Here is some code that computes the factorial of a number:

#include <iostream> using std::cout; using std::endl; int fact( int n ) { if( n <= 1 ) return 1; else return n * fact(n-1); } int main() { for( int i = 0; i < 15; i++ ) { cout << "fact(" << i << ") is " << fact(i) << endl; } return 0; }

If you run this program on a standard 32-bit computer, you might
notice that some of the values that the `fact`

function
computes are not correct. This is because of integer
overflow: the compiler will try to store `int`

variables using a fixed amount of space, which means that you can only
store numbers up to a certain size.

C++ provides some other data types that might be helpful. If we
don't care about negative numbers, we can use ```
unsigned
int
```

s, which allow us to store positive numbers that are twice
as big as those we can store with `int`

s. There are also
`short`

and `long`

modifiers, which provide an
amount of storage that is less than or equal to `int`

s (for
`short`

) or greater than or equal to `int`

s (for
`long`

. Here is a version of the factorial function that
uses `unsigned long int`

s:

#include <iostream> using std::cout; using std::endl; unsigned long int ulfact( unsigned long int n ) { if( n <= 1 ) return 1; else return n * ulfact(n-1); } int main() { for( int i = 0; i < 15; i++ ) { cout << "ulfact(" << i << ") is " << ulfact(i) << endl; } return 0; }

While

`unsigned long int`

provides
more storage than regular `int`

, it won't necessarily help
us for the factorial function. The factorial function grows so
quickly that simply doubling the amount of storage won't help!C++ has most of the normal data types: `int`

,
`double`

, `float`

, `char`

,
`bool`

(not boolean, but bool!), and `wchar_t`

(a "wide" character used for non-ASCII languages).

The amount of storage allocated for the primitive data types in C++
depends on your computer. You can use the sizeof
operator to determine how big a variable or data type is. The number
returned by `sizeof`

is a multiple of
`sizeof(char)`

, which is defined as 1. The number of bits
in a `char`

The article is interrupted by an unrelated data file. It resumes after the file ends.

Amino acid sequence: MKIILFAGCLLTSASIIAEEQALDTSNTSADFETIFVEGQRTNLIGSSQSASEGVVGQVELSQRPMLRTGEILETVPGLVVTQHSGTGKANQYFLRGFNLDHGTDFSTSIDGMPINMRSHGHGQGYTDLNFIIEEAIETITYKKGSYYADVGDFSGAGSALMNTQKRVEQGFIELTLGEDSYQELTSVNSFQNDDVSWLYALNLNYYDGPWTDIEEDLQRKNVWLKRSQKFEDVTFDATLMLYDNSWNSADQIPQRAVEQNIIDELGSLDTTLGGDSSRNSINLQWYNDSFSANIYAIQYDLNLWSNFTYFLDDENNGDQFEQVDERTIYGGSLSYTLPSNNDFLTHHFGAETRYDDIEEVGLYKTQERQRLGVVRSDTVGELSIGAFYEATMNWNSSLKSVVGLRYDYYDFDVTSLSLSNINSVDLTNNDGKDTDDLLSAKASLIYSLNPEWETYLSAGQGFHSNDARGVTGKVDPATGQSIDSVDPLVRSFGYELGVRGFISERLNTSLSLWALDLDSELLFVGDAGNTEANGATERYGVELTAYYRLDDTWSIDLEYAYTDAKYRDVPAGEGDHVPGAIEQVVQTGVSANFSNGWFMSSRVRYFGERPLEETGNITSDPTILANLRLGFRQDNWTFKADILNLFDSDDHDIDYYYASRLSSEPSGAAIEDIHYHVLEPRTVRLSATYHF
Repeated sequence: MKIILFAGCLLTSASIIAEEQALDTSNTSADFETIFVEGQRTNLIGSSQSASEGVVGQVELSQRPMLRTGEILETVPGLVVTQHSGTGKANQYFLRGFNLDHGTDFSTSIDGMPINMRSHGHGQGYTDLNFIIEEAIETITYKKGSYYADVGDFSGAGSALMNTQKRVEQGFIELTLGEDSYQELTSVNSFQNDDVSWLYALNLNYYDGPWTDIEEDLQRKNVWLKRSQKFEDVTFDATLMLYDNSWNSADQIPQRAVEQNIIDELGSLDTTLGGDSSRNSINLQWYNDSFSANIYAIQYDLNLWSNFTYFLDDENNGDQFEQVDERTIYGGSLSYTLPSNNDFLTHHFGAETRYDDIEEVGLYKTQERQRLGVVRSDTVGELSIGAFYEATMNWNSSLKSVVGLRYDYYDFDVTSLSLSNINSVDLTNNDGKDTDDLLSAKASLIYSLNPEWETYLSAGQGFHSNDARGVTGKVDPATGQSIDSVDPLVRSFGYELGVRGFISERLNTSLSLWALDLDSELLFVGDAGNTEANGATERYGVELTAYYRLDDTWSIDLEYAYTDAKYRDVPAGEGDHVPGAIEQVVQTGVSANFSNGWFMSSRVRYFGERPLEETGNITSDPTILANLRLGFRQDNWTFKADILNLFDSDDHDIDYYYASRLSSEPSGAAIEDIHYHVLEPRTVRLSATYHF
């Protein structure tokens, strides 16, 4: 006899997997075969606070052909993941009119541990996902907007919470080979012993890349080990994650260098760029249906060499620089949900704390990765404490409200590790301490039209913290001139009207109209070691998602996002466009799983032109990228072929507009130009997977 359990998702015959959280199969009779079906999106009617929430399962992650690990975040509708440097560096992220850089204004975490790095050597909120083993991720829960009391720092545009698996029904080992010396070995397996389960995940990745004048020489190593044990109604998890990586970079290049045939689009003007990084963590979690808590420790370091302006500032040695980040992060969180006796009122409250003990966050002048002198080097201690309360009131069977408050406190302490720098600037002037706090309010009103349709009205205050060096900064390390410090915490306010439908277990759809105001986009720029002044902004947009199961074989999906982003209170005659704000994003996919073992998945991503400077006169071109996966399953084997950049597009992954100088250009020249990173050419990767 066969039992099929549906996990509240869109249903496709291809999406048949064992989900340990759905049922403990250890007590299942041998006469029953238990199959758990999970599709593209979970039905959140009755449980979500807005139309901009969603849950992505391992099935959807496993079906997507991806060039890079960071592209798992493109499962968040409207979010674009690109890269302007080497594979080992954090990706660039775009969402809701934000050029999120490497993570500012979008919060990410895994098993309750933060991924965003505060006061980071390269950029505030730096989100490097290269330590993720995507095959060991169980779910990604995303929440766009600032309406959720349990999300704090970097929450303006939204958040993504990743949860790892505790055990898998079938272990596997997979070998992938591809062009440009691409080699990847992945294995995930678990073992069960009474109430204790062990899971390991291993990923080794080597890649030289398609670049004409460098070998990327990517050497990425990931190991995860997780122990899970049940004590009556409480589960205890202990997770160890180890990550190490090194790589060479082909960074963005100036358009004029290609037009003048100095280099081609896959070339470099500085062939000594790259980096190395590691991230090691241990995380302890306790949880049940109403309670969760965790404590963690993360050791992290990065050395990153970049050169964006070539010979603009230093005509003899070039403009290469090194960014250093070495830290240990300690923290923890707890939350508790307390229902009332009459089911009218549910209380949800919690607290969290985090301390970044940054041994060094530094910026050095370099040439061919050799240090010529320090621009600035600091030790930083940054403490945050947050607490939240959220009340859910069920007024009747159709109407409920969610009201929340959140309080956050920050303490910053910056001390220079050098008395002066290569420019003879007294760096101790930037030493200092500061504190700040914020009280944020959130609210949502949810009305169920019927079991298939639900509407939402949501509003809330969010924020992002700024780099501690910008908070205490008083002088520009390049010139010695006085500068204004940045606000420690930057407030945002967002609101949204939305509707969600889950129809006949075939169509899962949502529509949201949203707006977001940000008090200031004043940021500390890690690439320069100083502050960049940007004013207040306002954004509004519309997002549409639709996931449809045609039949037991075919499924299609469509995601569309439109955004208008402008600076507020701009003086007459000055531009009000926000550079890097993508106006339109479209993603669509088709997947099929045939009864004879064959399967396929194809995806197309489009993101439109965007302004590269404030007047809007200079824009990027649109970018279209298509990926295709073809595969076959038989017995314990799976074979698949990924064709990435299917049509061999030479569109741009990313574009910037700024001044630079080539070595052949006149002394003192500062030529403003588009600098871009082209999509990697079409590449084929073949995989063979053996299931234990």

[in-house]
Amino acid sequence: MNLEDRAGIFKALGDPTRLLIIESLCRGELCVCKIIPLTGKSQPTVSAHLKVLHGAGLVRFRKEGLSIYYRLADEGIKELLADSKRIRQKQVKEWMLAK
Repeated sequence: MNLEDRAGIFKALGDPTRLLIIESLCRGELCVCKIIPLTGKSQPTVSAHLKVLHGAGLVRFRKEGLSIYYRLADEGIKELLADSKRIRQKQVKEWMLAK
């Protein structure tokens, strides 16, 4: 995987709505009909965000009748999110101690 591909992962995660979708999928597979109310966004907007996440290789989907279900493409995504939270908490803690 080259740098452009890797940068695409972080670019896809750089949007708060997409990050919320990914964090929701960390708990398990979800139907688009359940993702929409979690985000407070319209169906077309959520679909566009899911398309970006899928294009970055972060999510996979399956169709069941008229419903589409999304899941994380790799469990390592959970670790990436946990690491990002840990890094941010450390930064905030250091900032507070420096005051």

is stored in the constant
`CHAR_BIT`

, defined in the `<climits>`

header file.

One might think that since the `double`

data type can
represent much larger numbers, we should make a double-based factorial
function:

#include <iostream> using std::cout; using std::endl; #include <iomanip> using std::fixed; double dfact( double n ) { if( n <= 1 ) return 1; else return n * dfact(n-1); } int main() { for( int i = 0; i < 25; i++ ) { cout << "dfact(" << i << ") is " << dfact(i) << endl; } return 0; }

Unfortunately, this too has problems. Since `double`

s
can't represent every integer precisely, small errors will accumulate
as `dfact`

multiplies each number. By the time we get to
25!, the answer is close, but noticably off. If you're interested in
learning more about this problem, check out the IEEE
754 standard for representing floating-point numbers.

C++ uses four different casting operators. In order to do simple
`double`

to `int`

casting, use
`static_cast`

:

#include <iostream> using std::cout; using std::endl; #include <cmath> bool isPrime( int n ) { if( n == 2 ) return true; if( n % 2 == 0 ) return false; int sqrtN = static_cast<int>( sqrt(n) ); for( int i = 3; i <= sqrtN; i += 2 ) { if( n % i == 0 ) return false; } return true; } int main() { for( int i = 0; i < 50000; i++ ) { if( isPrime(i) ) cout << i << " is prime" << endl; } return 0; }

There are several C++ operators that deal
with individual bits: ```
<<, >> &, |, ~, and
^
```

. Here are several examples of a function that uses bitwise
operators to compute the binary version of a number:

#include <iostream> using std::cout; #include <limits> #include <string> using std::string; string to_binary( unsigned int n ) { unsigned int mask = 1; string result = ""; while( mask != 0 ) { if( (n & mask) > 0 ) result = '1' + result; // these two lines else result = '0' + result; // re-allocate the string mask <<= 1; // data repeatedly } return result; } string to_binary_faster( unsigned int n ) { int num_bits = sizeof(n) * CHAR_BIT; char buf[num_bits+1]; // one allocation => faster unsigned int mask = 1; int idx = num_bits - 1; while( mask != 0 ) { if( (n & mask) > 0 ) buf[idx] = '1'; else buf[idx] = '0'; mask <<= 1; --idx; } buf[num_bits] = '\0'; // don't forget null termination! return string(buf); } string to_binary_fasteragain( unsigned int n ) { int num_bits = sizeof(n) * CHAR_BIT; string result( num_bits, '0' ); // fast, and uses the string class for( int idx = num_bits - 1; idx >= 0 && n > 0; --idx, n >>= 1 ) { // shift n to the right by 1 if( (n&1) == 1 ) result[idx] = '1'; // is the right-most bit set? } return result; } int main() { // this will take a while for( int i = 0; i < 1000000; ++i ) { string s = to_binary(i); } // these are much faster! for( int i = 0; i < 1000000; ++i ) { //string s = to_binary_faster(i); string s = to_binary_fasteragain(i); } }

In the first

`to_binary`

function
above, using the `+`

operator to insert `0`

or
`1`

in the beginning of the string causes the buffer behind
the string to be re-allocated a bunch of times. This results in a
rather slow function! It is much faster to make sure the buffer only
gets allocated once, and then fill it appropriately.